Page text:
The Gift of Medical Education
The Saint Louis University School of Medicine has a strong foundation — rooted in service to the greater community. Patrick and Emily Lo recognized the school’s dedication and passion for service early on through their daughter, Daphne (Med ’11). Now, they are giving back through the Lo Family Foundation, with their new scholarship for exemplary medical students who are dedicated to academic excellence and service to the community.
“We hope this scholarship will enable more do-good dreamers to stay and serve St. Louis without having to worry about paying back heavy student loan debts,” Patrick Lo said.
One of those passionate future physicians is this year’s Lo Family Scholarship recipient, Jacob Gibson. As a member of the Class of 2027, he embraces the SLU community and looks forward to all the service opportunities SLU offers to its medical students within the St. Louis region.
“We recently had a volunteer service fair where 20 to 30 community foundations and organizations talked with students about how we could help them,” Gibson said. “I thought I would have to be on my own to find these opportunities, but SLU has done a great job of sharing these with us.”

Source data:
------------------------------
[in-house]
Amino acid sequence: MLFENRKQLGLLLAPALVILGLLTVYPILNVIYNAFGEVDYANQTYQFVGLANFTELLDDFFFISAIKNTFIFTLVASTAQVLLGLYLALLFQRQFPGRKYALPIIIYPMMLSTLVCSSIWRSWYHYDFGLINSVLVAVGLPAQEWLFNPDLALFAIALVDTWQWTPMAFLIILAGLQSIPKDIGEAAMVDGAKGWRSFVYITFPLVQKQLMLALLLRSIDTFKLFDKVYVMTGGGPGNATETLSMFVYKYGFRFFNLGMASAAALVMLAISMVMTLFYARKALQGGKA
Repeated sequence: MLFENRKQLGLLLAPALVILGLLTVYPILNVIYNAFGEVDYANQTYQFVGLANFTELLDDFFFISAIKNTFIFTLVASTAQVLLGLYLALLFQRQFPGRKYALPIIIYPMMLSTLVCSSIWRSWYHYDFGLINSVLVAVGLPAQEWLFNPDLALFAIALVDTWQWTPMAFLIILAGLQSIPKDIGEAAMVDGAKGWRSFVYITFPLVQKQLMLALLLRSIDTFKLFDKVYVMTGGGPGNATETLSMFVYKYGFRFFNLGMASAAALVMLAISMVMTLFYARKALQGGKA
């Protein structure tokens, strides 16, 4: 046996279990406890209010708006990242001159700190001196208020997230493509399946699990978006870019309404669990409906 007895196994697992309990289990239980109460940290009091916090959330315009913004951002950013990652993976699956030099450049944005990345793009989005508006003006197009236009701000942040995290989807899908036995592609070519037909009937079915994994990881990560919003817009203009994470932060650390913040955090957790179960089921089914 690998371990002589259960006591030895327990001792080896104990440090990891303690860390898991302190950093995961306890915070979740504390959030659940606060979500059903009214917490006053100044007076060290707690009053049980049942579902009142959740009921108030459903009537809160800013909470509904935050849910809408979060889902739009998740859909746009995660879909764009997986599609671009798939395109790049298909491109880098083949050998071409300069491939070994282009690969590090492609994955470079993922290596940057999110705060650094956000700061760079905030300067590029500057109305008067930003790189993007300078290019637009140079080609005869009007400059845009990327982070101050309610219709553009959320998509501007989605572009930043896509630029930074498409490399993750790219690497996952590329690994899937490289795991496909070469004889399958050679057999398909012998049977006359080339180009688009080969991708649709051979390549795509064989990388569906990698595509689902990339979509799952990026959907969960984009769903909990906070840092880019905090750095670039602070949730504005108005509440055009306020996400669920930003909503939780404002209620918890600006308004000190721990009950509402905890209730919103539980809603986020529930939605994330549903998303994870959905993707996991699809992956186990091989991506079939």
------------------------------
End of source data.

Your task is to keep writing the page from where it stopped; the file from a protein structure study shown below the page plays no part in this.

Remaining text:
Beyond his first classes, meetings with faculty, and newfound connections with outside organizations, he eagerly awaits working directly with patients in the clinical setting.
“Being a part of a community, getting to know patients, and helping make a difference in their lives is what I enjoy,” Gibson said. “I don’t think I will end up in a specialty where I see a patient once and never see them again because I enjoy forming long-lasting relationships.”
As Gibson explores all that SLU has to offer its medical students, he will focus his time on his studies and community service efforts to accomplish his dream of becoming a physician and an advocate for his patients.
“When you’re caring for someone, we should be mindful of where they live, where they come from and what they may be encountering in that place rather than just treating their symptoms,” he said. “It’s not about giving someone medicine and hoping it sticks. It's about being a part of their journey, too.”